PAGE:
Comet Hunting Space Robot Spots Quarry

Stardust, the NASA probe, has downloaded a snapshot of Tempel 1, a comet that the comet seeking craft will sidle up to on February 14th. Here is the picture:


On the night of encounter, the navigation camera will be used to acquire 72 high-resolution images of the comet's surface features. Stardust-NExT mission scientists will use these images to see how surface features on comet Tempel 1 have changed over the past five-and-a-half years. (Tempel 1 had previously been visited and imaged in July of 2005 by NASA's Deep Impact mission).

I don't know why they call it night. Perhaps because NASA is playing up the whole romance theme. Anyway, details here.


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On the left is the comet minding its own business. On the right is a blobish roundish area where NASA's impactor probe hit the comet. I know, I know, it looks mainly like they just unfocused the image. It turns out that many of the images in the "after" sequence have a crappy focus, but there are…
This just in from NASA: PASADENA, Calif. -- NASA's Stardust spacecraft sent its last transmission to Earth at 4:33 .m. PDT (7:33 p.m. EDT) Thursday, March 24, shortly after depleting fuel and ceasing operations. During a 12-year period, the venerable spacecraft collected and returned comet…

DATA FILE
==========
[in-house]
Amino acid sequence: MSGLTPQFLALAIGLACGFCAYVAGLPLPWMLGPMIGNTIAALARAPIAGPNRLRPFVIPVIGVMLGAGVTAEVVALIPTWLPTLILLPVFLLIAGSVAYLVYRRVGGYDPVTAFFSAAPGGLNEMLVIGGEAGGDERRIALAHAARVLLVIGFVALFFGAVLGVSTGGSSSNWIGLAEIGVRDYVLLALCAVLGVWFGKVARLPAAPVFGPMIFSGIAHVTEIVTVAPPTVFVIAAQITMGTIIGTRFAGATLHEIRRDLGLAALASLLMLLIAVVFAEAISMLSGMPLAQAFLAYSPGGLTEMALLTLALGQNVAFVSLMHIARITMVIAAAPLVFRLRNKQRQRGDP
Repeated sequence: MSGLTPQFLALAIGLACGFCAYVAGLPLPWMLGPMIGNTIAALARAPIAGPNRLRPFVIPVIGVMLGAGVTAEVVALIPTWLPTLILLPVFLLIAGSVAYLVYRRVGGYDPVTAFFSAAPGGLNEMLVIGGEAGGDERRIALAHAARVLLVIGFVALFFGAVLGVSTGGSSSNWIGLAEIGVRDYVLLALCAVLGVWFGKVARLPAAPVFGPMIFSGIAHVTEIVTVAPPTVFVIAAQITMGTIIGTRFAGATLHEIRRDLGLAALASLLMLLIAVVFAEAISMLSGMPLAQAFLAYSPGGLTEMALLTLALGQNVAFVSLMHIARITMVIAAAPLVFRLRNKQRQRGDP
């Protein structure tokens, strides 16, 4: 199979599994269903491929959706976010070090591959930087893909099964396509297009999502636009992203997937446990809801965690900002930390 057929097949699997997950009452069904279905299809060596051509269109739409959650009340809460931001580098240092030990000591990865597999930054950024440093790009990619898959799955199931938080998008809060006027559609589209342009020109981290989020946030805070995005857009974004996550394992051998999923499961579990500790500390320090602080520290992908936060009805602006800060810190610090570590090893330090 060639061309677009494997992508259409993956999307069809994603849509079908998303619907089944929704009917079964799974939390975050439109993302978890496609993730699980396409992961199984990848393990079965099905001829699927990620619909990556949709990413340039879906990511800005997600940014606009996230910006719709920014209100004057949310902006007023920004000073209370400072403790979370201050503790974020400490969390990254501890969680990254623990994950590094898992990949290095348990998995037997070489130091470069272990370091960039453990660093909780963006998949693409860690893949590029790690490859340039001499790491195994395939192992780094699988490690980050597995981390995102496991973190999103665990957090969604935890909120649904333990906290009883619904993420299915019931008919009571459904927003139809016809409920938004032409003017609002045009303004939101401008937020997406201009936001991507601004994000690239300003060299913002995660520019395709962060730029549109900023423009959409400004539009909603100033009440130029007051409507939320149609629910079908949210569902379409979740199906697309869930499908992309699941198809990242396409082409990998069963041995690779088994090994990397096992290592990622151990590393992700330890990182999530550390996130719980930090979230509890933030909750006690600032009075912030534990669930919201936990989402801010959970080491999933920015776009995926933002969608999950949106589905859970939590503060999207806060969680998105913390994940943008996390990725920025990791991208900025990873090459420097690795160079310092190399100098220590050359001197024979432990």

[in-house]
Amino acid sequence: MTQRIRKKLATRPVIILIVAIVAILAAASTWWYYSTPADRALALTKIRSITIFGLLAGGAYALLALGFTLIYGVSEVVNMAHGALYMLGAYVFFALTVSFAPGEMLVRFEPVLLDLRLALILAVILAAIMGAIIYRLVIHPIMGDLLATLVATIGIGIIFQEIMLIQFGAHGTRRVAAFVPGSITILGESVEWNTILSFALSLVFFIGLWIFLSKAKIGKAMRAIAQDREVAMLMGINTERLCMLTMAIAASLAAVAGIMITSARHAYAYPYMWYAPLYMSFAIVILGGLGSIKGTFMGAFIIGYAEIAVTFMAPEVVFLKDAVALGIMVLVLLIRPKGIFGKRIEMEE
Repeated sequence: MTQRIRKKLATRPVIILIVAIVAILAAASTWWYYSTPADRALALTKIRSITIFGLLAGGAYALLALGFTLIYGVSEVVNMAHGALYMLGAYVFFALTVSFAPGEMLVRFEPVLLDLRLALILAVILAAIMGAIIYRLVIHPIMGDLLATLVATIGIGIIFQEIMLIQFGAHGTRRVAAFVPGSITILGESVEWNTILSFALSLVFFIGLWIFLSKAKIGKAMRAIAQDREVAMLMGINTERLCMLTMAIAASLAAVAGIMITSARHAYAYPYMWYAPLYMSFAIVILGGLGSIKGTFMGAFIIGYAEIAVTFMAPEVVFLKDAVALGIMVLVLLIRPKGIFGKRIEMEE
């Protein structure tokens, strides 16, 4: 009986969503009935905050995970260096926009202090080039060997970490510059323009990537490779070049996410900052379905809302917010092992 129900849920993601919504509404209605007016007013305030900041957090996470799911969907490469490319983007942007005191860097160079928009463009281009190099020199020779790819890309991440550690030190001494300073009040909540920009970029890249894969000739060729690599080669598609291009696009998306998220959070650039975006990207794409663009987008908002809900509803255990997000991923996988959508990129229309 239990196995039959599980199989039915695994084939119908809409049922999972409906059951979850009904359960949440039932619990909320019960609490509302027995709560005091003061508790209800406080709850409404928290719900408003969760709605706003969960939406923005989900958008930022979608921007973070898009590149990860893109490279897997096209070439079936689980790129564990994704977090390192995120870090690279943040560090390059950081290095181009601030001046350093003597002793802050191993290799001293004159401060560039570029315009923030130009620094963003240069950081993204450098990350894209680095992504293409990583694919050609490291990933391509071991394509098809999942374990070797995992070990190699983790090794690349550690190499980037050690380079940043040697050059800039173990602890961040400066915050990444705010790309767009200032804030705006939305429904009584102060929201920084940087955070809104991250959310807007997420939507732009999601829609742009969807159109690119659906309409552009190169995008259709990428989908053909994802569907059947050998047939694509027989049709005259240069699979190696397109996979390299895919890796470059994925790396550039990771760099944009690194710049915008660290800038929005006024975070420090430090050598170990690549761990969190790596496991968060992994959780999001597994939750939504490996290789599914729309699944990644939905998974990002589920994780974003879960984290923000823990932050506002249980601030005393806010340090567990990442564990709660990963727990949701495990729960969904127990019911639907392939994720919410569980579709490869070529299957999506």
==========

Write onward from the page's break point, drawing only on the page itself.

NASA's Stardust-NExT mission took this image of comet Tempel 1 at 8:39 p.m. PST (11:39 p.m. EST) on Feb 14, 2011. The comet was first visited by NASA's Deep Impact mission in 2005. Image credit: NASA/JPL-Caltech/Cornell PASADENA, Calif. -- Mission controllers at NASA's Jet Propulsion Laboratory,…
Recently my mind has been blown twice. First by listening to the first four songs on Funkadelic's acid-drenched 1970 album Free Your Mind And Your Ass Will Follow. Then by studying the above picture. It's comet Tempel 1. Up close in interplanetary space. And it's been visited twice by different…

Them's just fuzzy squares.

By Charles Sullivan (not verified) on 26 Jan 2011 #permalink

Surely the probe uploaded, not downloaded? Although it did send it down to Earth... Hmm, maybe we should just go with "transmitted".

And, it's always night in space.

Surely the probe uploaded, not downloaded? Although it did send it down to Earth...

The terms for the transmission links are "uplink" to the spacecraft and "downlink" to the Earth, because the spacecraft is up there and we're down here. The terms historically refer to orbiting and suborbital spacecraft, and possibly to aircraft. So yes, it is the opposite of the usage for "upload" and "download".

By Eric Lund (not verified) on 27 Jan 2011 #permalink

I actually balked at the term "downlinked" because I don't like the term. It's not linking, it's transferring. It always seemed strange to me.

But yes, I should have said Uploaded, but uploaded makes no sense because the probe is UP there, so downloaded (i.e., downlinked) makes more sense.

Which is why all rivers flow south, and arctic high pressure systems drop down from Canada into the united states while tropical fronts rise up from the Gulf of Mexico.

"I don't know why they call it night."

Maybe it will be night for the Stardust-NExT mission scientists?

From the Stardust site:
Closest Encounter with comet Tempel 1
8:40 PM PST Feb. 14, 2011